grading system will give the diamond industry a much needed impetus,
but not only by way of creating better consumer confidence. The
industry will gain more freedom in diamond cutting and this can
lead to the creation of more beautiful diamonds and better profits.
Developing such a system, that is acceptable and beneficial to
all parties, is a complex task involving the optics of the stone
as well as human taste and physiology. The implementation of such
systems will require new approaches, technology and devices, as
well as good communication and throughout all sectors of the industry.
by Maarten de Witte, G.G., C.G. Hearts On Fire, USA
All of us are
certainly engaged in important work. Our greatest challenge
is to communicate our sense of discovery, transformation and
excitement with descriptive terms that both elevate and fulfill
our customers' emotional desires and needs. Some call this selling,
some call it marketing, some call it branding
In the end it is all about the customer!!! But who is the customer?
To some of you it is the retailer. To all of us it is the "final
consumer". Without them we have nothing - our hard work
is all for naught.
Cut Grading System based on 3D model - A Strategy for Development
by Sergey Sivovolenko (OctoNus) and Yuri Shelementiev PhD (MSU
Gemological Center), Moscow, Russia.
The words we use:
We all agree that the Diamond Industry needs constant growth and
development, but are some of the key marketing concepts we use
"A Diamond is Forever" does it lead to commoditization:
"A Diamond is a Diamond"
We all say (including Labs) "the round brilliant is best"
"Ideal Cut" implies that everything else is less than
The global consequences of using such concepts contribute to the
commoditization of diamonds. If value adding decreases, there
is an increasing risk of instability. We would like to propose
a way to develop a solution for the cut part of this problem by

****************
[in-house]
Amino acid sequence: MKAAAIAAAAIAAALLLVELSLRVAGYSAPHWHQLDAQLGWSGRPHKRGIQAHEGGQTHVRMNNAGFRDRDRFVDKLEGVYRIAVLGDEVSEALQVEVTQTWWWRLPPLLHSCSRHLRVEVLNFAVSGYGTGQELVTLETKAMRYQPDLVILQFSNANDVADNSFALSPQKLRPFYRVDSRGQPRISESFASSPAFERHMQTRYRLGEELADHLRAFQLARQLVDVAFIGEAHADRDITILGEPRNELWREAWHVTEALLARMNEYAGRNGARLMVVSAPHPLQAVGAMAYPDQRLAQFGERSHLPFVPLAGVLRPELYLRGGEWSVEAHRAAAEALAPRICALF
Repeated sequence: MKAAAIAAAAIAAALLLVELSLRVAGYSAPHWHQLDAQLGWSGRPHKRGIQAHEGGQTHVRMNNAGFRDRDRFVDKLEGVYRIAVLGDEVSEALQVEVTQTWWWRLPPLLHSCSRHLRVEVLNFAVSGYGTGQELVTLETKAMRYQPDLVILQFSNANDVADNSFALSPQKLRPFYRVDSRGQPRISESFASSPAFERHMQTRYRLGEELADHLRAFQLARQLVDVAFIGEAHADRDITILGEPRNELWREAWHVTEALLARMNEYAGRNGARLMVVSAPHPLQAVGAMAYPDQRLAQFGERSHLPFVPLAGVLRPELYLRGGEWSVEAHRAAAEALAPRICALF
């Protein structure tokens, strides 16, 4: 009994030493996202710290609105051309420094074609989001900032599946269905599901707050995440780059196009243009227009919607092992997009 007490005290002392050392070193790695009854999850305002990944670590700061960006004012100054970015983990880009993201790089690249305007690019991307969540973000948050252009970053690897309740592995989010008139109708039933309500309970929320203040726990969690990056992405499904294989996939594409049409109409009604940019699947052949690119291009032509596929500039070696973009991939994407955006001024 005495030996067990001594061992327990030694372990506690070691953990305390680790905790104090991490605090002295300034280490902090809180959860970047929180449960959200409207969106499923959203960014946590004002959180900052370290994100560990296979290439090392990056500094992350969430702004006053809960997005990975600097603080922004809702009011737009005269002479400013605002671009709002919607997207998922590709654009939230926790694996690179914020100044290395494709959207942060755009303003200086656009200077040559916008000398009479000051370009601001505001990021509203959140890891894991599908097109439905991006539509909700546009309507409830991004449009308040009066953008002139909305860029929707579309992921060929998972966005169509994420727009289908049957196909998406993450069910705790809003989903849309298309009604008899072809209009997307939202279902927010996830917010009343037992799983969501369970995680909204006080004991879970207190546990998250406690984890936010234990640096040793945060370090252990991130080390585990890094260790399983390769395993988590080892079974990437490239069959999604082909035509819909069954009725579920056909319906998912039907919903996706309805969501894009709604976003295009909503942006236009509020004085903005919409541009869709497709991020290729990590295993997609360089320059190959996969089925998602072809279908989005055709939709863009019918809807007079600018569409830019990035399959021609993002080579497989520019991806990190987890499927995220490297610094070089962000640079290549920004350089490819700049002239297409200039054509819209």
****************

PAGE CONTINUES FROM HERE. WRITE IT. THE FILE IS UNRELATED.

designing a system that gives equal rights of cut evaluation for
all cuts. We believe this would be a useful tool that will
lead to effective diversification. Our discussion will also
consider grading systems used in other industries. Three different
cut grading approaches: 1) Parametrical; 2) Direct light measurements;
3) 3D diamond model.
and Aspects of the Forthcoming AGS Cut Grading System
by Peter Yantzer (AGS), James Caudil (AGS), Jose Sasian (University
of Arizona), USA.
The new AGS System
will take into account the following factors: an observer, a
close viewing distance, obscuration, contrast, appearance as
distance varies, brilliance, fire, leakage, scintillation, 'spread',
tilt, girdle thickness, length to width ratio, polish, symmetry,
durability and taste.
"An Ideal Cut Diamond performs better than other similarly
cut diamonds over the broadest range of usually encountered
lighting and observer conditions."
Cut Grading - Slope Proportions
by Bruce L. Harding, E. Brookfield, Mass., USA
Slope Proportion Standards:
It is now generally understood that there is no one 'best' combination
of pavilion and facet slopes; there are many excellent proportions
and 'best' depends on preference. (Mr Harding continues to describe
the convergence of work explaining the best range of proportions
according to MSU, GIA, Garry Holloway, Tolkowsky and compared
to AGS existing grading system.)